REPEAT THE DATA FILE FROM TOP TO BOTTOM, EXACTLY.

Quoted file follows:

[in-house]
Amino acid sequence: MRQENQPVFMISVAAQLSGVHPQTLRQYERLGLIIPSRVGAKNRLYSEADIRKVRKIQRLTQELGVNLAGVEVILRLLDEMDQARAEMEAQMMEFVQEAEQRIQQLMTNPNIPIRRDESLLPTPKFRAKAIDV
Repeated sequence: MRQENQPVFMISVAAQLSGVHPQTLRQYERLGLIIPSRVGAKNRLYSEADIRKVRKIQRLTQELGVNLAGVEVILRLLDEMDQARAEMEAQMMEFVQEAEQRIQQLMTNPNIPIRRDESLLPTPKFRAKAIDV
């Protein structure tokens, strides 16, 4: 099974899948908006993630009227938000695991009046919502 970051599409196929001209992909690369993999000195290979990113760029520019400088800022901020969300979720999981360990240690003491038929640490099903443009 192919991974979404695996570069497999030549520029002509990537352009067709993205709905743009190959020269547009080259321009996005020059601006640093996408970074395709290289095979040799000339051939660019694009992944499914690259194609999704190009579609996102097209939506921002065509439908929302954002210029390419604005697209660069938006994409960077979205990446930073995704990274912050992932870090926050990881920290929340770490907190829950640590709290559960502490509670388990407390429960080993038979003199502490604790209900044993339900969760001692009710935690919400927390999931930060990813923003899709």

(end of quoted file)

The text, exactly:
[in-house]
Amino acid sequence: MRQENQPVFMISVAAQLSGVHPQTLRQYERLGLIIPSRVGAKNRLYSEADIRKVRKIQRLTQELGVNLAGVEVILRLLDEMDQARAEMEAQMMEFVQEAEQRIQQLMTNPNIPIRRDESLLPTPKFRAKAIDV
Repeated sequence: MRQENQPVFMISVAAQLSGVHPQTLRQYERLGLIIPSRVGAKNRLYSEADIRKVRKIQRLTQELGVNLAGVEVILRLLDEMDQARAEMEAQMMEFVQEAEQRIQQLMTNPNIPIRRDESLLPTPKFRAKAIDV
């Protein structure tokens, strides 16, 4: 099974899948908006993630009227938000695991009046919502 970051599409196929001209992909690369993999000195290979990113760029520019400088800022901020969300979720999981360990240690003491038929640490099903443009 192919991974979404695996570069497999030549520029002509990537352009067709993205709905743009190959020269547009080259321009996005020059601006640093996408970074395709290289095979040799000339051939660019694009992944499914690259194609999704190009579609996102097209939506921002065509439908929302954002210029390419604005697209660069938006994409960077979205990446930073995704990274912050992932870090926050990881920290929340770490907190829950640590709290559960502490509670388990407390429960080993038979003199502490604790209900044993339900969760001692009710935690919400927390999931930060990813923003899709």